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Tuesday, February 18, 2020

Maritime Logistics Professional

February 21, 2017

Asbestos on Board

File photo: Workers clean the interior of a cargo hold aboard the LST-1166. (U.S. Coast Guard photo/Pacific Strike Team)

File photo: Workers clean the interior of a cargo hold aboard the LST-1166. (U.S. Coast Guard photo/Pacific Strike Team)

What happens when a solution to one or many obstacles ends up becoming an even larger problem? For seamen, one such problem is asbestos. 
 
Asbestos is a natural fiber that was mined for use in construction and household products. It became rapidly popular after others realized it has fire-resistant properties and durability. However, in the 1960s, researchers began to link exposure to this material with cancer, specifically mesothelioma, which can form in the lungs, abdomen or heart.
 
There are six types of asbestos, each with their own purpose and place of origin:
  • Chrysotile (White) – Is the most common form; often used in homes
  • Amosite (Brown) – Is found in Africa; often used in pipe insulation, cement sheets, and ceiling tiles
  • Crocidolite (Blue) – Is mined in Australia, South Africa, and Bolivia; found in cement materials, steam engines, and pipe insulation
  • Tremolite (Many colors) – Is found as a contaminant in talc powders, vermiculite, and chrysotile
  • Anthophyllite (Gray-brown) – Is found as contaminant in flooring products
  • Actinolite (Green or colorless) – Is found in various products
Asbestos used to be everywhere, and today it is still haunting places of residences, products that include materials that are mined within close proximity of asbestos, such as talc, protective clothes, domestic items and ships. Shipbuilders used to use asbestos because it resists corrosion and high temperature, making it a reliable material.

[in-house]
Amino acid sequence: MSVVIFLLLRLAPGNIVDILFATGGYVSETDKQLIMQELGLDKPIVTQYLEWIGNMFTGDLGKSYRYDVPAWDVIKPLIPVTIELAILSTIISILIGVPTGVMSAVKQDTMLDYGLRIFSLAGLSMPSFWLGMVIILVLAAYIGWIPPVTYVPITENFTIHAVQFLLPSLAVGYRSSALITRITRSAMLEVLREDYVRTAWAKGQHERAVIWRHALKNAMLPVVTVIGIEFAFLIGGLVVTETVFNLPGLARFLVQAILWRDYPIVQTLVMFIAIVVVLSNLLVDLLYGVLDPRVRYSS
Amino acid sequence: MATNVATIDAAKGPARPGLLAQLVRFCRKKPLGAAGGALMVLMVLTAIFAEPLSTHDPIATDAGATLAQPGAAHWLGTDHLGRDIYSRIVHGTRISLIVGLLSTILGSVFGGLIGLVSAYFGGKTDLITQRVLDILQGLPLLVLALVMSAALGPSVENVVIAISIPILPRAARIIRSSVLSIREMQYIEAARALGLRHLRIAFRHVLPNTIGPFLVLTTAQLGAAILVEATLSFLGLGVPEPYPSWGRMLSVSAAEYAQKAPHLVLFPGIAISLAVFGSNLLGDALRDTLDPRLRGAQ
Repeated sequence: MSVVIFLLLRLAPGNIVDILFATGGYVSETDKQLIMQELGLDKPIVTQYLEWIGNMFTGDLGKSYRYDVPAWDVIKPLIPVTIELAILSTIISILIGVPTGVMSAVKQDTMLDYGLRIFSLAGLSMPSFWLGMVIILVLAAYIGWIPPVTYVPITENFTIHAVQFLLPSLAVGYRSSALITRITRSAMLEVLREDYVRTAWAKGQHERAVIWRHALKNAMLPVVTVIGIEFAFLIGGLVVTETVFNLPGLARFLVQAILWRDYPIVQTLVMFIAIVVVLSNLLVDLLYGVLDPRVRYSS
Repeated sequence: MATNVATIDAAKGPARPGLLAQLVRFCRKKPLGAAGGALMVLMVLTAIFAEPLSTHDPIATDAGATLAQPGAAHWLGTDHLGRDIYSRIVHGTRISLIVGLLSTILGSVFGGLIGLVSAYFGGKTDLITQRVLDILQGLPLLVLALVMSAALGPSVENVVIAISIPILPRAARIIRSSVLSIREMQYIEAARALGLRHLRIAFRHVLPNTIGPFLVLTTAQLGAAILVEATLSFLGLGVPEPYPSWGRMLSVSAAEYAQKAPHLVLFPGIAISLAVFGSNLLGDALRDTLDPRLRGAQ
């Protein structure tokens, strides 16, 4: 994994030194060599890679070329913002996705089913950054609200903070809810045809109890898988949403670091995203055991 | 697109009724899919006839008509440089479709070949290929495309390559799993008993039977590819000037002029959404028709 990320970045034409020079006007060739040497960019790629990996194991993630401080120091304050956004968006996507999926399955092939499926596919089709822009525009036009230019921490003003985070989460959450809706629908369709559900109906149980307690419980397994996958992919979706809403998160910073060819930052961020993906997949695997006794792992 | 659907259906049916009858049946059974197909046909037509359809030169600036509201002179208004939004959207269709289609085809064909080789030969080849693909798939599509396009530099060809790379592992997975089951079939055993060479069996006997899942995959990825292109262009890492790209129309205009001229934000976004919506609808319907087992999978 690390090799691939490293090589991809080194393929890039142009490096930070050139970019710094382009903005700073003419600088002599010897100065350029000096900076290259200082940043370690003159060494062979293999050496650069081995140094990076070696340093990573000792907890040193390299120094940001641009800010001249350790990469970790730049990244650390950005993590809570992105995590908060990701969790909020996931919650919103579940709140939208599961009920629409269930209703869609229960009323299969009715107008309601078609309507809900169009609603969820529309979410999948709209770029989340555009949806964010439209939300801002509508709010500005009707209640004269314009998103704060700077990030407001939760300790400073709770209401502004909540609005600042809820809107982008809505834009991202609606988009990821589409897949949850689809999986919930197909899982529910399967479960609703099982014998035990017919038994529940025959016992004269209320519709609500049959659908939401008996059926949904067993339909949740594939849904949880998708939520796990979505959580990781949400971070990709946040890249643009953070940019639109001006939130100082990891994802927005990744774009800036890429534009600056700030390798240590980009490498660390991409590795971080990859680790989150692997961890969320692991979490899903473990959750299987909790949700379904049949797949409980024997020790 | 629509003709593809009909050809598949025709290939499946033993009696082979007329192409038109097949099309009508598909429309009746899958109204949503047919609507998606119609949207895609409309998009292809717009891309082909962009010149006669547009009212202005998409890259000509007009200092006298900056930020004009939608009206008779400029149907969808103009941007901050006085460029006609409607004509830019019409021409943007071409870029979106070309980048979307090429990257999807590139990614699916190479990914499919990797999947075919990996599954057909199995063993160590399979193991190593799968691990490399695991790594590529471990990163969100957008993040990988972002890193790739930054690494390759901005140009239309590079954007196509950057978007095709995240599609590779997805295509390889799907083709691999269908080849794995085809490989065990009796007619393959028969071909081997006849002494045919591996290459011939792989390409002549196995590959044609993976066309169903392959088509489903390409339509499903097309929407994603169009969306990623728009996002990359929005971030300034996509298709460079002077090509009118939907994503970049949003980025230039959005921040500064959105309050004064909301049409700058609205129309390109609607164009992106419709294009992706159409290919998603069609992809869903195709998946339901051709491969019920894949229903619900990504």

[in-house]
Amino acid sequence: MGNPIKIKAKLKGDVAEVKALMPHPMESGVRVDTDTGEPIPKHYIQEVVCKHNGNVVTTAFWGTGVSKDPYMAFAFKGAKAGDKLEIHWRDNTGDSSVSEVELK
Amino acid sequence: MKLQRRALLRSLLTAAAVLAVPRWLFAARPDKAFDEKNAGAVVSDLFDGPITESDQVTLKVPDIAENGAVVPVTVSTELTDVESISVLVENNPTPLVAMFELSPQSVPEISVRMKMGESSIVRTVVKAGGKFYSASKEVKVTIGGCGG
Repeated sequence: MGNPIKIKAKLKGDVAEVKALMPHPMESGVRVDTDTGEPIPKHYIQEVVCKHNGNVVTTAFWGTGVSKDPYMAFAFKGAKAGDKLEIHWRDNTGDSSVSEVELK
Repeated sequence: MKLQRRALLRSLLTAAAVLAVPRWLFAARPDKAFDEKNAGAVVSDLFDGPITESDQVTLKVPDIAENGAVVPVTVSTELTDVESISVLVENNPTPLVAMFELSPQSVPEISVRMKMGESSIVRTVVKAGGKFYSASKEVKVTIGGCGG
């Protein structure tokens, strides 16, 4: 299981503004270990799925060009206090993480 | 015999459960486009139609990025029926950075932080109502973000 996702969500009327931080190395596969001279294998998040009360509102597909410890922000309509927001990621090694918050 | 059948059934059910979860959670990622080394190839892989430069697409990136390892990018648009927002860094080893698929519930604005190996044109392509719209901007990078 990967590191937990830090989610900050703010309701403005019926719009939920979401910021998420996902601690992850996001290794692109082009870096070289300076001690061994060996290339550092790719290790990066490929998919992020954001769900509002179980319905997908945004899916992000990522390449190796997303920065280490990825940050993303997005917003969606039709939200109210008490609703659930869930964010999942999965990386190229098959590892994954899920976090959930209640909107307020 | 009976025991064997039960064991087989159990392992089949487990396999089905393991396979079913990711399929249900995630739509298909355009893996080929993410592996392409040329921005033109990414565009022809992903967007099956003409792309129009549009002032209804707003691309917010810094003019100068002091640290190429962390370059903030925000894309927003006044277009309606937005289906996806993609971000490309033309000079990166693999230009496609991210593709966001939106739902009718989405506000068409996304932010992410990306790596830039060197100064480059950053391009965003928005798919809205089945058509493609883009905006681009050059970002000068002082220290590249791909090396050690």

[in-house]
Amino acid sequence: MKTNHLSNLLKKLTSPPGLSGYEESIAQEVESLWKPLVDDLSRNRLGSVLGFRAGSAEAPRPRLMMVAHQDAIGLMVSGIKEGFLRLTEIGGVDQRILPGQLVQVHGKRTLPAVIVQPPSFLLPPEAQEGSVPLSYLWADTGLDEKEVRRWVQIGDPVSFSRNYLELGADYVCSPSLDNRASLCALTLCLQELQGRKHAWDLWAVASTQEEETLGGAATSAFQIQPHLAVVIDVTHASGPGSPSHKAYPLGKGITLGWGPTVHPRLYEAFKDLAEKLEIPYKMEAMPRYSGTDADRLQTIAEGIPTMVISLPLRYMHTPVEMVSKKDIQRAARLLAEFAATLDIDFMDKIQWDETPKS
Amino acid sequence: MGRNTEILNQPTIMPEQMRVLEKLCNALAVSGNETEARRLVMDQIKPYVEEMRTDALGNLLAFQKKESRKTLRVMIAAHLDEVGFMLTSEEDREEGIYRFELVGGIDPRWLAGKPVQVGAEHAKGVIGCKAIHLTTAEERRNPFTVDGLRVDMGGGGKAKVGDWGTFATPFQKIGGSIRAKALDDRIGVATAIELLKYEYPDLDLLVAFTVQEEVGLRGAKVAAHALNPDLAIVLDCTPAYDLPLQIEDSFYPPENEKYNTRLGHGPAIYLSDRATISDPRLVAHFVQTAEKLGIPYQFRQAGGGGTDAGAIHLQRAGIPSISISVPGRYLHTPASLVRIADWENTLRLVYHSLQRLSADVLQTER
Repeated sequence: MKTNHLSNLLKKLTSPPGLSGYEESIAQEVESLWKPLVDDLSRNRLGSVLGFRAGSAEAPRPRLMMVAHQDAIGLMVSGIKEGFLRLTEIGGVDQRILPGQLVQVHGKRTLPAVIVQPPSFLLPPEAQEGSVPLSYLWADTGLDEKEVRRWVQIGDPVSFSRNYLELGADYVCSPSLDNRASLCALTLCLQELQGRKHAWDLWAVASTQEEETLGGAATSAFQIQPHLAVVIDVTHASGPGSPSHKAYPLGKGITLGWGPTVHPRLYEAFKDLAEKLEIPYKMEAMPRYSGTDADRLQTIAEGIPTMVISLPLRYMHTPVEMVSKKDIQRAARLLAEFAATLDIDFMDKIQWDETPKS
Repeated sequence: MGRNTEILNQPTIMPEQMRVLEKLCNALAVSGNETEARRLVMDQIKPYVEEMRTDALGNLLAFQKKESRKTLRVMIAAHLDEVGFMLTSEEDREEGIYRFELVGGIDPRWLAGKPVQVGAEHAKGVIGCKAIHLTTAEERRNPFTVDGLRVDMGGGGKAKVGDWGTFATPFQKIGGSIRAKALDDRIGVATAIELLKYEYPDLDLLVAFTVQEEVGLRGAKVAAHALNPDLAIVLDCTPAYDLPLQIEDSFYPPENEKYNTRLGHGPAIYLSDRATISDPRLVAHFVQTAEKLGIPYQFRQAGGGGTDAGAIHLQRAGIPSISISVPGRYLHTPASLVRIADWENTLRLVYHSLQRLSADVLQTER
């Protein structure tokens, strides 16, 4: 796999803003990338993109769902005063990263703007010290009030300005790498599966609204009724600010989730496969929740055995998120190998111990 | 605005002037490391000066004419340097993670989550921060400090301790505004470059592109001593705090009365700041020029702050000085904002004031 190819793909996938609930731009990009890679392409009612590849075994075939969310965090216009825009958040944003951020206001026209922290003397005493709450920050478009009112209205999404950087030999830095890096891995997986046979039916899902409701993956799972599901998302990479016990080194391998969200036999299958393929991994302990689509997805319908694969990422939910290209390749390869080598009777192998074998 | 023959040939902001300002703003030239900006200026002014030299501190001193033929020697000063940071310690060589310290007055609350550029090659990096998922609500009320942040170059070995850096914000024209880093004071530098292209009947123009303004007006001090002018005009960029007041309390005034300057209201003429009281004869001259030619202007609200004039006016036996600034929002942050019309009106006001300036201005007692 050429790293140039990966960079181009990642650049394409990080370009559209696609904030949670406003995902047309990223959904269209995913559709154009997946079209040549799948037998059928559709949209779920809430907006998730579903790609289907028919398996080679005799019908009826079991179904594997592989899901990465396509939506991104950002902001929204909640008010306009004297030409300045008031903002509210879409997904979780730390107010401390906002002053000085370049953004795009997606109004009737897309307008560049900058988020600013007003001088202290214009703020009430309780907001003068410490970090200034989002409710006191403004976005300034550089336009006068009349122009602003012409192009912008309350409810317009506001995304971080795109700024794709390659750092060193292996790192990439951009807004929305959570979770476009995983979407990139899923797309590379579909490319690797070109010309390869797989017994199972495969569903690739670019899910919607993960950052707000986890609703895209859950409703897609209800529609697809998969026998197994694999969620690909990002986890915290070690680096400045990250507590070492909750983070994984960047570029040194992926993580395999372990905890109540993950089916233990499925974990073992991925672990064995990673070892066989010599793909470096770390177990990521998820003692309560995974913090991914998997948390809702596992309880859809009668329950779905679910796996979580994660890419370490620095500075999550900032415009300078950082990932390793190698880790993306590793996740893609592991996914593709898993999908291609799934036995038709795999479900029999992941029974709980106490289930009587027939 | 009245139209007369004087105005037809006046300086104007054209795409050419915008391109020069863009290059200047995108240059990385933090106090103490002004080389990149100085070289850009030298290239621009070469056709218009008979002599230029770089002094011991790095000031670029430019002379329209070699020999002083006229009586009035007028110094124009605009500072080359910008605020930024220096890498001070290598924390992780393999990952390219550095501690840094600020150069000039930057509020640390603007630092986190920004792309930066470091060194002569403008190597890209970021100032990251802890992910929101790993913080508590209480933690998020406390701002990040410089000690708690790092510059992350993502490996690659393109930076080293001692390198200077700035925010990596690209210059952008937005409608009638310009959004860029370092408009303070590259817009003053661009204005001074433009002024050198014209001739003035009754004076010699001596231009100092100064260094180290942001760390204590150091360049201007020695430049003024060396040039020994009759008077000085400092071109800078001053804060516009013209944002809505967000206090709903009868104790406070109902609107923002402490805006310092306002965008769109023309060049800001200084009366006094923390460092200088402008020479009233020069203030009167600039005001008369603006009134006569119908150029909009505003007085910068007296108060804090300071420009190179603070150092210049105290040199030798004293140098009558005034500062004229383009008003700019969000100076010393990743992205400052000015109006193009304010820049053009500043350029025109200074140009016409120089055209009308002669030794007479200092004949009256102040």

Navy veterans make up about one third of mesothelioma victims. From 1930-1970, nearly every warship contained anywhere between 30 to 500 tons of asbestos and was used in almost every way imaginable. Once the link to cancer was beginning to grow stronger, reviews of these naval ships began. The same care, however, was not immediately continued over to merchant seamen and shipbuilders who also handled and were exposed to asbestos just the same. 
 
Like the veterans, many merchant workers inhaled the fibers while working in tight spaces and lack of proper ventilation. These fibers also left families at risk of secondary exposure by falling on men’s clothes that they wore home and their wives laundered. Though asbestos is not considered dangerous until it has been released from where it has been contained, it is not hard to imagine that the continuous vibration and movement of these large vessels could cause a disturbance leading to more asbestos-related diseases for seamen.
 
Asbestos is not completely banned in the U.S. There are still some products that are made or imported in that are allowed to contain the material. This is because the 1989 ban on asbestos brought on by the EPA was overturned by the federal court stating that the EPA could ban new uses of asbestos, but not ones with historic use. With this, it is important for merchant seamen to be aware of what asbestos looks like, and to check in with the ship’s history to see if a review was ever made on it for asbestos tiles or anything that could contain the material, and if it is intact.

The Author
Shannon Connor is a Health Advocate at Mesothelioma + Asbestos Awareness Center (MAA).
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